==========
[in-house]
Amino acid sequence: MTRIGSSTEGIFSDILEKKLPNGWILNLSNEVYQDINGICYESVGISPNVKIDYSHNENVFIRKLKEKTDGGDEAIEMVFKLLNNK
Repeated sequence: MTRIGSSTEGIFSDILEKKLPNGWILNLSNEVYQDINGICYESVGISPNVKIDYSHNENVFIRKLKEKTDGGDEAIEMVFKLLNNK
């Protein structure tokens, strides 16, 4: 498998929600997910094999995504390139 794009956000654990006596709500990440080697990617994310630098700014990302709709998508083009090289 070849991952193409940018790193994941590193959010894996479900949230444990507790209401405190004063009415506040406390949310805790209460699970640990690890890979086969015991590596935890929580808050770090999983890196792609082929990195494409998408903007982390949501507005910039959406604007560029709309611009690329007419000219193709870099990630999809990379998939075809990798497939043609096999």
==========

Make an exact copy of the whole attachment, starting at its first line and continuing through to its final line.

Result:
[in-house]
Amino acid sequence: MTRIGSSTEGIFSDILEKKLPNGWILNLSNEVYQDINGICYESVGISPNVKIDYSHNENVFIRKLKEKTDGGDEAIEMVFKLLNNK
Repeated sequence: MTRIGSSTEGIFSDILEKKLPNGWILNLSNEVYQDINGICYESVGISPNVKIDYSHNENVFIRKLKEKTDGGDEAIEMVFKLLNNK
């Protein structure tokens, strides 16, 4: 498998929600997910094999995504390139 794009956000654990006596709500990440080697990617994310630098700014990302709709998508083009090289 070849991952193409940018790193994941590193959010894996479900949230444990507790209401405190004063009415506040406390949310805790209460699970640990690890890979086969015991590596935890929580808050770090999983890196792609082929990195494409998408903007982390949501507005910039959406604007560029709309611009690329007419000219193709870099990630999809990379998939075809990798497939043609096999």